Evo’s list is concise and stops there but it could be more comprehensive, a brief search on AutoTrader reveals a plethora of BMW M Cars, the Audi R8 and the New Aston Martin Vantage used cost beneath $110,000. A well-specified Lotus Emira will presumably be able to exceed $135,000 in the same way an F-type can, when choosing between a new British car and a used Italian car the driver likely isn’t considering reliability in their purchasing decision, as purchasing a sports car is usually an emotional decision.
Before the R8 very few used supercars every day, they existed as second cars locked away in garages it’s for this reason that the Emira makes sense as a purchase in the same way a new F-type does as a car that can be daily driven, parked without much anxiety or attracting much attention. None of these benefits exists for anything carrying the Lamborghini, Ferrari or Mclaren badges.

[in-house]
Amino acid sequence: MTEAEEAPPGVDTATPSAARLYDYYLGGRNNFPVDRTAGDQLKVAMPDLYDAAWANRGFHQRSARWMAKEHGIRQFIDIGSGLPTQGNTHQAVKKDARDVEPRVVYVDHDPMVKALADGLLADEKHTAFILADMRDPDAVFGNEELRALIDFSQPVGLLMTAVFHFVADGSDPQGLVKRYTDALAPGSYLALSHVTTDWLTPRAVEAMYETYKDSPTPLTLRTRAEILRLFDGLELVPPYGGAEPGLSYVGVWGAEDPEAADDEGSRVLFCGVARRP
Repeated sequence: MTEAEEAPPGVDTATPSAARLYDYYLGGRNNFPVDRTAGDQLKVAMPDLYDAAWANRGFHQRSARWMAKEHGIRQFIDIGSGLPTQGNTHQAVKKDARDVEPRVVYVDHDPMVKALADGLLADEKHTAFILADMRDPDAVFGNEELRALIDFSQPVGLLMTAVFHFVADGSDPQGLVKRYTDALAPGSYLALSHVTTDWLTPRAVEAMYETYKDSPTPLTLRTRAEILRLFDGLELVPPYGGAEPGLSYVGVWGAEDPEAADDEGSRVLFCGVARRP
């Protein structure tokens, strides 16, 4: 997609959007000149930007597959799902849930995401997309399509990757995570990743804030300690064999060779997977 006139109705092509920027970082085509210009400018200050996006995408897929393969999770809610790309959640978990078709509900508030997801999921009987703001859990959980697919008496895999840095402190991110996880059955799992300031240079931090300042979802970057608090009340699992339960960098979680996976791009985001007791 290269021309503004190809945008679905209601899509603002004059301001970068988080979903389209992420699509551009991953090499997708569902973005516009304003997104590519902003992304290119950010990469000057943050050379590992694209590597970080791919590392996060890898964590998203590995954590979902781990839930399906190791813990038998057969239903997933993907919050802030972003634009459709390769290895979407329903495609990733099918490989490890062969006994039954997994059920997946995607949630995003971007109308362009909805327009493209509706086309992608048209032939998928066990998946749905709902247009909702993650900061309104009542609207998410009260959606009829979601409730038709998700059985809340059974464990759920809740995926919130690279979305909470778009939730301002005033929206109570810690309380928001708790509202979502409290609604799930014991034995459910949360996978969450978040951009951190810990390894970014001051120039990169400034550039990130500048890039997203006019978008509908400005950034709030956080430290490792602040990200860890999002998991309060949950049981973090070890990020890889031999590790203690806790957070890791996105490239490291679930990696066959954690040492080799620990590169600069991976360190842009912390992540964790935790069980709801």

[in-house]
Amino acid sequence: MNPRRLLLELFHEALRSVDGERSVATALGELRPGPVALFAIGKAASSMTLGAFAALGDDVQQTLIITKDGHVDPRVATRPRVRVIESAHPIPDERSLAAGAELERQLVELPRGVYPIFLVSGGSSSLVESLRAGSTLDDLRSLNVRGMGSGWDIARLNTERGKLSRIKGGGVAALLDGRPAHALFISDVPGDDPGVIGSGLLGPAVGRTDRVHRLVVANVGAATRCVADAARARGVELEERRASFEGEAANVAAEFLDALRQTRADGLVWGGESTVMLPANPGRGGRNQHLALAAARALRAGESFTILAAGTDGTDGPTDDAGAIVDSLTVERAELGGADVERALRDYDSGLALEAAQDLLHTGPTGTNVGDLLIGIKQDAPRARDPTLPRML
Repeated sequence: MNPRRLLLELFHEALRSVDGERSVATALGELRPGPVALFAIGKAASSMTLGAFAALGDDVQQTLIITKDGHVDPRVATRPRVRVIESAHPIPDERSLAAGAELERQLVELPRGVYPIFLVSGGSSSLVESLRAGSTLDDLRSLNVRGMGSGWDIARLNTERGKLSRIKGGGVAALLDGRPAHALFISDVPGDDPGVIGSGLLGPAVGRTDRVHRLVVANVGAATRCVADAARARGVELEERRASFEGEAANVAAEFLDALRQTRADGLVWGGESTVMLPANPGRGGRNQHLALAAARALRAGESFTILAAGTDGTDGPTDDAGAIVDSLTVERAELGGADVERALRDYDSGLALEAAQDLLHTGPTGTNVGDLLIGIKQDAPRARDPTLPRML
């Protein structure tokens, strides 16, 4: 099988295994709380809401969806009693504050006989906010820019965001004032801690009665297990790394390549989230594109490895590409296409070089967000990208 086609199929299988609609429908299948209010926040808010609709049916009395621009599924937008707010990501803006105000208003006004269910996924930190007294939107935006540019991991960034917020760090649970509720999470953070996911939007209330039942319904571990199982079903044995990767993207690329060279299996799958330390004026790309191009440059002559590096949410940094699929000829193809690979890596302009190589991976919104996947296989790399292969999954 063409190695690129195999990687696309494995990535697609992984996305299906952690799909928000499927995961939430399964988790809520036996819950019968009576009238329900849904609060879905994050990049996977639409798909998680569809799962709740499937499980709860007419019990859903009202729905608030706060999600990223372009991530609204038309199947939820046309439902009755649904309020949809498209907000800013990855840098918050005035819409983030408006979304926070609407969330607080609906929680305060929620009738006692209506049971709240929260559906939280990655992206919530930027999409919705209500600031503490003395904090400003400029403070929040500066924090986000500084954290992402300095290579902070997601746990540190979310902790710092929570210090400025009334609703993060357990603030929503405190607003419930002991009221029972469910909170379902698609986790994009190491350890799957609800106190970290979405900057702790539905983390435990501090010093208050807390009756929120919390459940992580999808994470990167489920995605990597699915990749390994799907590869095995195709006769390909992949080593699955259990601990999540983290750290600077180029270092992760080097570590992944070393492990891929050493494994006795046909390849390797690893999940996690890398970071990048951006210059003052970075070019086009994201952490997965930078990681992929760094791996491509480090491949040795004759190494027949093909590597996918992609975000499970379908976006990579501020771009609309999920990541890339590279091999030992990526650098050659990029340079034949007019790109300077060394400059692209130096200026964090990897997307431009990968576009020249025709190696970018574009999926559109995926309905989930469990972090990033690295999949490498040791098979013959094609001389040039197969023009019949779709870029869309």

This Is How The Lotus Wins
Saying that a Lotus doesn’t attract attention is doing the brand a disservice. Many have turned and looked at the cars which have until recently come from a small factory in Norfolk and concluded that the driver must be rather brave. The Lotus’s Elise’s lack of comfort meant that unlike an Audi TT they were frequently second cars.
The Emira’s interior is designed to remedy this and continue where the Evora left off in its battle with the Cayman whilst stepping into the market of the 911 and F-type. The Emira continues design tropes which Lotus have implemented with their latest halo car the Evija but this doesn’t mean it is a radical redesign of what has come before it, a design evolution it will turn heads, unlike the subtle Porsche 911. It will be easier to drive every day than those used Supercars that cost a similar amount.
Lastly, it is more sporting than the most comfortable and Grand tourer like cars in this segment the F-type and M3. The Emira compares incredibly well with the competition and by continuing the brand’s engine partnership with Toyota which according to Motor Biscuit has worked incredibly well to produce ver fast cars, the Emira looks like it will be as reliable as Lotus’ latest entries.